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June 18, 2024
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LA’s South Bay Industrial Market Closed Out 2016 with a Booming Fourth Quarter


Los Angeles’ South Bay industrial market closed out 2016 on a strong note, posting nearly 1.4 msf of net absorption in the fourth quarter of the year – the biggest three-month total since 2004, according to Colliers International’s quarterly surveys. These figures come ahead of new data showing a surge in January trade through the twin ports of Los Angeles and Long Beach.

“The chief reason behind the strong net absorption was that three new buildings totaling 810k sf were completed and leased in the fourth quarter,” said Colliers Executive Managing Director John Hollingsworth, who is based in the firm’s El Segundo office and oversees industrial brokerage throughout Greater Los Angeles. “Otherwise, businesses in the South Bay that are planning for growth generally are frustrated with the lack of available space.”

The fourth quarter’s strong absorption – which represented 60 percent of the total market’s gain in 2016 – was nearly offset by the 1.31 msf of new construction that landed on the market in Q4. That pushed up the South Bay’s total inventory by about 0.7% to 213.7 msf. South Bay has 16% of the total space in the Los Angeles Basin and is the third-largest industrial market in Southern California.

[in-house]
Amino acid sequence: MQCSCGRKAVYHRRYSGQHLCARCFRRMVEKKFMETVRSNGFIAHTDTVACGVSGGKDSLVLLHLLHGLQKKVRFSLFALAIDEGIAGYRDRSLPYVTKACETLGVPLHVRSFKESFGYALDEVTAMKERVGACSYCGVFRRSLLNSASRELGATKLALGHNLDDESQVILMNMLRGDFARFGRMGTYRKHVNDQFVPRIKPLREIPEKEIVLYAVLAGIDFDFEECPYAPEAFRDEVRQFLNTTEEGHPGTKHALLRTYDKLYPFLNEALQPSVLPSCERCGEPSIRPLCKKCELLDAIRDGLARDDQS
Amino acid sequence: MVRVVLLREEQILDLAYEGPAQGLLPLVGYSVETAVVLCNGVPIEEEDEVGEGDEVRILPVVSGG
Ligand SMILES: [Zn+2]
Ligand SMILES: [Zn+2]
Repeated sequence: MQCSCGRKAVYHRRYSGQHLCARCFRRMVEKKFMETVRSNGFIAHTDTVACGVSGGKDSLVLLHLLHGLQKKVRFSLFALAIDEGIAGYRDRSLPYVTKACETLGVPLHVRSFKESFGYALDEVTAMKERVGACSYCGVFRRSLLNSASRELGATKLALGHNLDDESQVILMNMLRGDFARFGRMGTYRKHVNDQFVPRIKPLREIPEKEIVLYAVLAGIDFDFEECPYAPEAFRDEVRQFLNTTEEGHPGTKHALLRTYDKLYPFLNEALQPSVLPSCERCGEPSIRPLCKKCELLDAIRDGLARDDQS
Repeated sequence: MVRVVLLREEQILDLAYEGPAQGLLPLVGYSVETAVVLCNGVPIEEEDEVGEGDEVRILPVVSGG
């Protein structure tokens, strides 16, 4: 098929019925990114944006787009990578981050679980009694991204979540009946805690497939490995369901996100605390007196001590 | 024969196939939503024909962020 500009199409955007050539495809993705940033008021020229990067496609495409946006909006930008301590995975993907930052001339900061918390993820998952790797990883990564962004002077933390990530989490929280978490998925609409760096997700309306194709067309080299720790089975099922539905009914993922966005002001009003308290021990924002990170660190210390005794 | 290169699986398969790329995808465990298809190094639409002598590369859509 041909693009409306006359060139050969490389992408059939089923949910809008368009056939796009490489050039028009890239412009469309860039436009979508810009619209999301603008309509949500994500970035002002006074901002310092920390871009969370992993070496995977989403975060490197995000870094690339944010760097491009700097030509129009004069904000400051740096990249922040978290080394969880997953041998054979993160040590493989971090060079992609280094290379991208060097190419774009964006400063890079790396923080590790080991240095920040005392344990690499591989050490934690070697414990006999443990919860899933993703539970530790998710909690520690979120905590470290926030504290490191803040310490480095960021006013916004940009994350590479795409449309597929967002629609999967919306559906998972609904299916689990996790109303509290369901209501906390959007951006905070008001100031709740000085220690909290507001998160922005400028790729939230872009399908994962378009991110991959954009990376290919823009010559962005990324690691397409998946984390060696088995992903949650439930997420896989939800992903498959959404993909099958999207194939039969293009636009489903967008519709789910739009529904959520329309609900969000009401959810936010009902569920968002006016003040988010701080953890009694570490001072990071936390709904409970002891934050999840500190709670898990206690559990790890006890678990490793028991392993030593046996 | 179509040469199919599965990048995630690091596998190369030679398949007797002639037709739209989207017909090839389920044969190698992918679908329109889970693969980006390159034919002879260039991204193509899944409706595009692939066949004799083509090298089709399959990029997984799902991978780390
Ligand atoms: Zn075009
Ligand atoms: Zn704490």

There were two buildings developed by the Trammell Crow Company in Compton totaling about 1.1 msf that were completed in the fourth quarter. One of the buildings was leased by UPS.
Even with the added inventory, demand drove down the vacancy rate 10 basis points to settle at 1%. Vacancy is tightest in the Gardena/Harbor Freeway submarket at 0.5% and Long Beach/Harbor Cities at 0.8 percent.

“Some of our users will find relief in the 1.2 msf of new supply that’s due for delivery this year,” said Colliers Vice President Charles Littell. “But the overall market is so tight that even the most marginal space is drawing multiple offers. Overall, asking lease rates are increasing annually by double digits, and some tenants renewing leases are seeing rent hikes of up to 45%.”

On the heels of Colliers’ fourth-quarter analysis, the Port of Los Angeles reported its busiest January in the port’s 110-year history. Dockworkers handled 826,640 20-foot equivalent units (TEUs), which was a 17.4 % year-over-year increase, port officials said. The Port of Long Beach reported that it handled 582,689 TEUs in January, an 8.7% hike from a year ago.

Port officials attributed the high container volume to retail stores replenishing inventories after the holidays. L.A. port officials said the high January traffic also was due to a spike in exports, up 28.7% from a year ago, and cargo ships from Asia calling ahead of the Jan. 28 start of the Lunar New Year.

The average triple-net rental rate of 75 cents per square foot is up more than 27% in the last four years and is projected to continue to climb as the shortage of available land severely limits new development.

Combined sales and leasing activity in South Bay in the fourth quarter totaled 3.3 msf with nine building sales and 55 leases of space that totaled more than 3 msf. Cap rates continue to remain tight in Los Angeles County, averaging 5.4% in Q4 2016. Investors are expected to continue their focus on prime infill locations.

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